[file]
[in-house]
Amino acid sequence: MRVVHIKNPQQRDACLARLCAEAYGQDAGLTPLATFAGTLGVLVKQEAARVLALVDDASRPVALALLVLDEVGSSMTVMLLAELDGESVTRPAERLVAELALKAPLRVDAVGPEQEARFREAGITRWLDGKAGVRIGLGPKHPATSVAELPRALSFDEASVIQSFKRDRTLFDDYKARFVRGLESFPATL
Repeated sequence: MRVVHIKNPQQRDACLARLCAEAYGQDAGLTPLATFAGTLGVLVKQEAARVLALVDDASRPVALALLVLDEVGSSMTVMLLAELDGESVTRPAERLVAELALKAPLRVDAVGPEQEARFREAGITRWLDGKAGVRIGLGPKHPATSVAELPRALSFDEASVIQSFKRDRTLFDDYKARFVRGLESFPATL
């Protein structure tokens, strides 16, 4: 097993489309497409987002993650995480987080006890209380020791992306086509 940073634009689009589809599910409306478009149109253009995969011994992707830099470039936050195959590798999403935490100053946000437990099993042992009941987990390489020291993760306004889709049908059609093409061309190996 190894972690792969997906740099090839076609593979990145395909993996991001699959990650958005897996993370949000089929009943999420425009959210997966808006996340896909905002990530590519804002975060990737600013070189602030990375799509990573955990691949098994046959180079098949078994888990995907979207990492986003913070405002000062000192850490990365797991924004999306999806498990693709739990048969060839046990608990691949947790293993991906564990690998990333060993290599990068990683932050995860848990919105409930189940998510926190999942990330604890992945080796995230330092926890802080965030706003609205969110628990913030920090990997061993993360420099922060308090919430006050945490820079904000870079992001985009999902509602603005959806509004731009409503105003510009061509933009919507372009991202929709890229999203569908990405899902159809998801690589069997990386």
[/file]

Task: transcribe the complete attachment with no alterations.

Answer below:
[in-house]
Amino acid sequence: MRVVHIKNPQQRDACLARLCAEAYGQDAGLTPLATFAGTLGVLVKQEAARVLALVDDASRPVALALLVLDEVGSSMTVMLLAELDGESVTRPAERLVAELALKAPLRVDAVGPEQEARFREAGITRWLDGKAGVRIGLGPKHPATSVAELPRALSFDEASVIQSFKRDRTLFDDYKARFVRGLESFPATL
Repeated sequence: MRVVHIKNPQQRDACLARLCAEAYGQDAGLTPLATFAGTLGVLVKQEAARVLALVDDASRPVALALLVLDEVGSSMTVMLLAELDGESVTRPAERLVAELALKAPLRVDAVGPEQEARFREAGITRWLDGKAGVRIGLGPKHPATSVAELPRALSFDEASVIQSFKRDRTLFDDYKARFVRGLESFPATL
């Protein structure tokens, strides 16, 4: 097993489309497409987002993650995480987080006890209380020791992306086509 940073634009689009589809599910409306478009149109253009995969011994992707830099470039936050195959590798999403935490100053946000437990099993042992009941987990390489020291993760306004889709049908059609093409061309190996 190894972690792969997906740099090839076609593979990145395909993996991001699959990650958005897996993370949000089929009943999420425009959210997966808006996340896909905002990530590519804002975060990737600013070189602030990375799509990573955990691949098994046959180079098949078994888990995907979207990492986003913070405002000062000192850490990365797991924004999306999806498990693709739990048969060839046990608990691949947790293993991906564990690998990333060993290599990068990683932050995860848990919105409930189940998510926190999942990330604890992945080796995230330092926890802080965030706003609205969110628990913030920090990997061993993360420099922060308090919430006050945490820079904000870079992001985009999902509602603005959806509004731009409503105003510009061509933009919507372009991202929709890229999203569908990405899902159809998801690589069997990386």